In the wake of the COVID-19 pandemic that continues to upend every aspect of our lives, resilience and emotional intelligence are emerging as must-haves for survival. While previously considered personality traits that leaders or employees either had or didn’t, a growing body of research shows that the set of skills and behaviors associated with resilience and EQ can be learned and developed. That’s good news, because companies are going to need them in spades.
Chad Parodi, CEO of XMI, recently wrote in the Nashville Business Journal about the role resilience should play in return-to-work plans.
“The office your employees left in March is guaranteed to look different when they return,” Parodi wrote.
Morning temperature checks will replace conversation around the communal coffee pot. Social distancing guidelines could force employees into workspaces once occupied by laid-off coworkers. The continued threat of COVID-19 will keep anxiety levels high.
“The natural reaction to this compounding of stress and disruption is an unhelpful combination of anger, conflict, irritability and poor productivity,” he wrote. “That’s definitely not what your business needs to recover right now.”
Enter resilience, which is the ability to bounce back after a setback. Add in emotional intelligence, the ability to understand and cooperate with others. Together, they can help you and your employees recover from setbacks, adapt to a new way of doing things, and keep going when new challenges arise.
Of course, employees can’t be ordered to have more resilience or increase their EQs. That strategy will most certainly backfire. These skills must be fostered. But, how? Here are three ideas to get you started.
1. Prioritize boosting these skills.
It’s easy to read an article and agree with what it says, and then hope it sticks. The problem with that approach is that it definitely won’t stick. To actually foster resilience and EQ among your staff, you must prioritize it. Consider adding it as a strategic goal, Parodi says. That way, you can measure your company’s progress and put resources toward it. Then, expect to provide regular, consistent exposure to these concepts in a variety of ways, such as in company-wide communications and through employee training opportunities.
2. Practice—and encourage—meditation.
One of the tenets of EQ is that words and actions matter—and it’s hard to take them back. Instead of lashing out or regretting an irrational response, slow down, take a time out and be mindful. Research also shows that mindfulness breeds resilience.
Meditation is a practice that is growing in popularity among business leaders and employees. In fact, Daniel Goleman, the psychologist who popularized the link between EQ and leadership success, says his interest in the topic stemmed from his studies in meditation.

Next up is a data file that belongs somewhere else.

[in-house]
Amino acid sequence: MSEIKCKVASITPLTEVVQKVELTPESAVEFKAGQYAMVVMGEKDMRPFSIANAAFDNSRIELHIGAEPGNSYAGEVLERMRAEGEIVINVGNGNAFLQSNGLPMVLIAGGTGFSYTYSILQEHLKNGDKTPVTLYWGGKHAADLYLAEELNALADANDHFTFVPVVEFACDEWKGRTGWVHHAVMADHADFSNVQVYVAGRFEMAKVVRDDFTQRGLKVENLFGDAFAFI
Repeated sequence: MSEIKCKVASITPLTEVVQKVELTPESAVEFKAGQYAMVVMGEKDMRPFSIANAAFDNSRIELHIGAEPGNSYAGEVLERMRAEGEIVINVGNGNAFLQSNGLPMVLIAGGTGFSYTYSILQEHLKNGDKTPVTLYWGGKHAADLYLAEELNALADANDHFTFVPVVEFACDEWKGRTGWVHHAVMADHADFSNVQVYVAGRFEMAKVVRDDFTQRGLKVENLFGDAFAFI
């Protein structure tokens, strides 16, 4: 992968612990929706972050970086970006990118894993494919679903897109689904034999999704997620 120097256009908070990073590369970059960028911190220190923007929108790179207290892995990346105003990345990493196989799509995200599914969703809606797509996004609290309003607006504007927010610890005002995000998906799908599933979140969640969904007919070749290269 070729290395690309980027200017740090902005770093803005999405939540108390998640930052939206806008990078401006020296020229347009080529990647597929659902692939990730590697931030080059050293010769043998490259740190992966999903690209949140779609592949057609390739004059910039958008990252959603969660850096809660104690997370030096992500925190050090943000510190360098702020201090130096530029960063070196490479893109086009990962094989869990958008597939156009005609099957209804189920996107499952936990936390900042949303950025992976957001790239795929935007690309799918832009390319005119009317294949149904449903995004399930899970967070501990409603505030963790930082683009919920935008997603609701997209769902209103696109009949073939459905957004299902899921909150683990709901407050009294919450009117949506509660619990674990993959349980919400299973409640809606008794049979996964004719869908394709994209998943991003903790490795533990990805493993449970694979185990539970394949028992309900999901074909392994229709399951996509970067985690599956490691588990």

“Meditation alone will not make you excel in these skill sets, but it can help,” he writes in How Meditation Fuels Emotional Intelligence for Key Step Media. “To become adept at the competencies, get a strong foundation by first learning to become aware, to focus, to interact with others in a constructive and meaningful way. These abilities are exactly what meditation helps to cultivate.”
3. Instill a sense of belonging.
This involves helping employees feel appreciated for their unique contributions, fostering a sense of connection to their coworkers, and feeling supported in the development of their career. All of these can become more difficult when employees are working remotely and companies are navigating crises—but that doesn’t mean you can drop the ball.
A recent BetterUp study found that if employees feel like they belong, companies see such bottom-line benefits as a 56 percent increase in overall job performance, a 50 percent drop in turnover risk, and a whopping 75 percent reduction in sick days. This sense of belonging also leads to employees feeling aligned with the purpose and values of the organization.
At XMI, we’re no strangers to our core values. They’re plastered on our walls and they’re how we open every staff meeting. When our office closed seemingly overnight and we all headed to our respective home offices, we didn’t abandon these core truths—we doubled-down on them.
“Given so many uncertainties in the world right now and in your employees’ lives, your company’s core values can serve as that unwavering guidepost,” Parodi says. “You might not know what tomorrow will bring, but you do know that you have those values.”
By keeping your employees in the loop and helping them feel connected and supported, they can more easily practice being resilient and emotionally intelligent.